A colleague recently asked me how to deep-clone a Map and I realized that I probably have never used the clone() method- which worries me.

What are the most common scenarios you have found where you need to clone an object?

5 Answers 5


I assume you are referring to Object.clone() in Java. If yes, be advised that Object.clone() has some major problems, and its use is discouraged in most cases. Please see Item 11, from "Effective Java" by Joshua Bloch for a complete answer. I believe you can safely use Object.clone() on primitive type arrays, but apart from that you need to be judicious about properly using and overriding clone. You are probably better off defining a copy constructor or a static factory method that explicitly clones the object according to your semantics.


Most commonly, when I have to return a mutable object to a caller that I'm worried the caller might muck with, often in a thread-unfriendly way. Lists and Date are the ones that I do this to most. If the caller is likely to want to iterate over a List and I've got threads possibly updating it, it's safer to return a clone or copy of it.

Actually, that brings up something I'm going to have to open up another question for: copy constructors or clone? When I did C++, we ALWAYS did a copy constructor and implemented clone with it, but FindBugs does not like it if you implement your clone using a copy constructor.

  • If you use a copy constructor to implement clone(), rather than invoking super.clone(), when somebody sub-classes your class and invokes clone they will get an object of the superclass type, not the subclass type.
    – Dan Dyer
    Nov 6, 2008 at 23:42
  • @Dan, yes, that's pretty much what FindBugs said. And having just read something that was linked from a StackOverflow answer to a question about C++, I can now understand that doing it that way in C++ wasn't great. Nov 7, 2008 at 3:22
  • Implementing clone with copy constructor in C++: Herb Sutter would say "Here be dragons." Read details here: gotw.ca/publications/advice97.htm Nov 7, 2008 at 16:09

When I need to make a duplicate of something to modify the duplicate without impacting the original, and of course in this scenario deep cloning (only) will suffice. I've had to do this on a system where I would clone a domain class instance, apply the user's changes, and then perform a comparison of the two for the user to verify their changes.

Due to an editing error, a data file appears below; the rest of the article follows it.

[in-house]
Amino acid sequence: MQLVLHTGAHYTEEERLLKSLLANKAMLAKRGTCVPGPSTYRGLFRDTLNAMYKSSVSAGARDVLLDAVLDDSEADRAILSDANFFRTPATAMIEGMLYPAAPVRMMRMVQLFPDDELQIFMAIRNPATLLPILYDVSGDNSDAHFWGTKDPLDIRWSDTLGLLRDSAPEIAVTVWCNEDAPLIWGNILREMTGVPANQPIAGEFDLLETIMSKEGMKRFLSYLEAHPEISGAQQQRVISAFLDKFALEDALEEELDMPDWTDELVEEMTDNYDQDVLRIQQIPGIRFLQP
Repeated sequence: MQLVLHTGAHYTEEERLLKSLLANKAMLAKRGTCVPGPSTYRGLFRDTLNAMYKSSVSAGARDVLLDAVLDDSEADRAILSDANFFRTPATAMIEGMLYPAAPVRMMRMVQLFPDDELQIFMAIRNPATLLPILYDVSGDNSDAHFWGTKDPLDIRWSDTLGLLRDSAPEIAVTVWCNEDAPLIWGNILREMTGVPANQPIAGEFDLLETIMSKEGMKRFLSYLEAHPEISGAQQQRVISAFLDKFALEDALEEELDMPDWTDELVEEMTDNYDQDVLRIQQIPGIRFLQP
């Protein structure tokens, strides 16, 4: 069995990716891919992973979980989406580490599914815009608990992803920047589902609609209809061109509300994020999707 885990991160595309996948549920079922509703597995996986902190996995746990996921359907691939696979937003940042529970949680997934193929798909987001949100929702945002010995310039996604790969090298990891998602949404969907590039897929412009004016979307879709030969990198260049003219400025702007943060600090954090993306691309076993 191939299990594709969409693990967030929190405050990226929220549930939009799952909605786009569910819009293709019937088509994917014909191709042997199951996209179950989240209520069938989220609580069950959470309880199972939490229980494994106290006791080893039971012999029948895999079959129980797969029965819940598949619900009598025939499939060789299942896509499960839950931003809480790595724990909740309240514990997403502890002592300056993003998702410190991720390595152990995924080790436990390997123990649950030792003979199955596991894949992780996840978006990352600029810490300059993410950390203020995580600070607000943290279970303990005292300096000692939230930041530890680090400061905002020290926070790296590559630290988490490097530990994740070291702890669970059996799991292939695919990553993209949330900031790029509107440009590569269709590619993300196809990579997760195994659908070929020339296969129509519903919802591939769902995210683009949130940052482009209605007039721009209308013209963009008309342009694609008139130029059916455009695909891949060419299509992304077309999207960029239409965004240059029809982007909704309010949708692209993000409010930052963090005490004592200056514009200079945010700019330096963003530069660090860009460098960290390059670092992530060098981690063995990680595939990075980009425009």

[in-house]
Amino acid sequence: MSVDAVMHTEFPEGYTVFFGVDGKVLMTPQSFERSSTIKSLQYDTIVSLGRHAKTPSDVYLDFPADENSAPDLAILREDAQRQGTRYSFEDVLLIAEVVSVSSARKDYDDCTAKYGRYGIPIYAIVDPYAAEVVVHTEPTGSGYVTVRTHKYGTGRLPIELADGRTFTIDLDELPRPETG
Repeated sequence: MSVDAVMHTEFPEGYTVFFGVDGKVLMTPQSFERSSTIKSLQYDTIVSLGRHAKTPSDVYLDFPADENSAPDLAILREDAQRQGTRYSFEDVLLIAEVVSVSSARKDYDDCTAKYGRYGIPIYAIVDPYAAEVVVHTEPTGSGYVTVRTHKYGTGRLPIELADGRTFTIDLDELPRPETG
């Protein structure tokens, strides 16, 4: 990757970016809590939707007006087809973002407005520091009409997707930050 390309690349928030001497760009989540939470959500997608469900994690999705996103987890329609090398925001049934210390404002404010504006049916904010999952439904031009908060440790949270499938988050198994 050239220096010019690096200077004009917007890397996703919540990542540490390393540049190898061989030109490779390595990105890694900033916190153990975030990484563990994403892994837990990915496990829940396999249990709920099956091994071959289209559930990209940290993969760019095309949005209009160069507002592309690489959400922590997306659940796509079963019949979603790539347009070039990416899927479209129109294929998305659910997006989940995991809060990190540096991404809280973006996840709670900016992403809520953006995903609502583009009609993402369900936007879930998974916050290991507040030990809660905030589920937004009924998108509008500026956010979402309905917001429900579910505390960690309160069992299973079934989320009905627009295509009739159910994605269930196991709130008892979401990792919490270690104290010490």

The Object.clone() method doesn't specify whether the copy of a subclass is a deep or shallow copy, it's completely dependent of the specific class. The Object.clone() method itself does a shallow copy (copies internal state of the Object class), but subclasses must override it, call super.clone(), and copy their internal state as needed (shallow or deep).

It does specify some conventions, which you may or not follow. For (a.getClass() == a.clone().getClass()) to return true, super.clone() should be called instead of simply 'new Subclass()', since super.clone() presumably would correctly instantiate the class of this object (even in subclasses), and copy all internal state, including private fields, which couldn't be copied by subclasses using a copy constructor, due visibility rules. Or you would be forced to expose a constructor that shouldn't be exposed, for better encapsulation.


//simple clone
class A implements Cloneable {
  private int value;
  public A clone() {
    try {
      A copy = (A) super.clone();
      copy.value = this.value;
      return copy;
    } catch (CloneNotSupportedException ex) {}

//clone with deep and shallow copying
class B extends A {
  Calendar date;
  Date date;
  public B clone() {
    B copy = (B) super.clone();
    copy.date = (Calendar) this.date.clone(); // clones the object
    copy.date = this.date; // copies the reference
    return copy;

Deep copy is usually used when dependent objects are mutable (like Calendar), and the copy must be completely independent of the original.

When dependent objects are immutable (like Date), sharing the same instance usually isn't an issue, and a shallow copy may be sufficient.

When using Object.clone() you must follow some rules, but they are simple enough to be understandable. Probably the most difficult part is correctly defining how deep you should copy into your object graph. A logical issue, not a language issue, that is.


I have used Object.clone() in a Spring webflow application to check what has changed when a user edits / enters data on a form for auditing purposes.

At the beginning of the flow, I call the clone method which was implemented on the form backing object used in the spring webflow and save the instance of the clone to the user session. Once the user has completed editing data on the html form and pressed the save button I compare the new values bound to the backing object to the cloned value to determine what data the user has changed.

This worked well and was really easy to implement, I haven't really experienced any issues with cloning in Java.

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